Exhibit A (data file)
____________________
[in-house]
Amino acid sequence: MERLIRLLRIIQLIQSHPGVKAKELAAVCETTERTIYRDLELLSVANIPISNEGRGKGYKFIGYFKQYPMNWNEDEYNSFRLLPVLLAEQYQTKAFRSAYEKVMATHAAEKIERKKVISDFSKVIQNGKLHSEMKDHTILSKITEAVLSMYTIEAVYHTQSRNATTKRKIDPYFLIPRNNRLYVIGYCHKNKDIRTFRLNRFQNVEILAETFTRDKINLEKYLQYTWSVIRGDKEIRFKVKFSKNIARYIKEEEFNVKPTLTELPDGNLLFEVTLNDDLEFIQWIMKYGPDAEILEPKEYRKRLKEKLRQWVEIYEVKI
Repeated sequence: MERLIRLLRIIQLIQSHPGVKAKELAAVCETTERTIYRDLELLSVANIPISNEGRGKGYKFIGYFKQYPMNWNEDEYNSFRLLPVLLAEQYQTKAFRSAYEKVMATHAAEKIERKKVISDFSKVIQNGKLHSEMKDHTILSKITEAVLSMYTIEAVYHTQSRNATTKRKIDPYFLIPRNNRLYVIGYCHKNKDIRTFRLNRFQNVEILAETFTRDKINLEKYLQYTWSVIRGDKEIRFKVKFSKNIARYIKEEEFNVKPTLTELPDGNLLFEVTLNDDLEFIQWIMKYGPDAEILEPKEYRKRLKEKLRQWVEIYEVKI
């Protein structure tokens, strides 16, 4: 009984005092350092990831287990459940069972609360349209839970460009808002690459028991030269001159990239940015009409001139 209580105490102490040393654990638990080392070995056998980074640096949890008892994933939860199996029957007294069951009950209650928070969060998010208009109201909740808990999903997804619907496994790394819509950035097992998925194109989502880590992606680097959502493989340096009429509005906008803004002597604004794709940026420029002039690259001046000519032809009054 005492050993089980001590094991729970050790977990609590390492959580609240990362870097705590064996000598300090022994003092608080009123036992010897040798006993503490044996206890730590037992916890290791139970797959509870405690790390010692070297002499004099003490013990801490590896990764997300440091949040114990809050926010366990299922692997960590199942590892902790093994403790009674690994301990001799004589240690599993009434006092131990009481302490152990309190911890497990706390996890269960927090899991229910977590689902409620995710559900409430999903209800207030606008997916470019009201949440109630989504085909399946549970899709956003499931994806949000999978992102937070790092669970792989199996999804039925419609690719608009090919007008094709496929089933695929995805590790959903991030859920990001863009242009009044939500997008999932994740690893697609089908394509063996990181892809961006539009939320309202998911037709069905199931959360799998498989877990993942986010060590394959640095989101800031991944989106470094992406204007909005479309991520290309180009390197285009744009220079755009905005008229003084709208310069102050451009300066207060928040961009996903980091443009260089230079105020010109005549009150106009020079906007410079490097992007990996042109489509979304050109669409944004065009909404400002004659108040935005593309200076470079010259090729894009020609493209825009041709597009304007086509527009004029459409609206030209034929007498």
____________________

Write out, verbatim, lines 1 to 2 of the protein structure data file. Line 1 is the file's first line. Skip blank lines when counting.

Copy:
[in-house]
Amino acid sequence: MERLIRLLRIIQLIQSHPGVKAKELAAVCETTERTIYRDLELLSVANIPISNEGRGKGYKFIGYFKQYPMNWNEDEYNSFRLLPVLLAEQYQTKAFRSAYEKVMATHAAEKIERKKVISDFSKVIQNGKLHSEMKDHTILSKITEAVLSMYTIEAVYHTQSRNATTKRKIDPYFLIPRNNRLYVIGYCHKNKDIRTFRLNRFQNVEILAETFTRDKINLEKYLQYTWSVIRGDKEIRFKVKFSKNIARYIKEEEFNVKPTLTELPDGNLLFEVTLNDDLEFIQWIMKYGPDAEILEPKEYRKRLKEKLRQWVEIYEVKI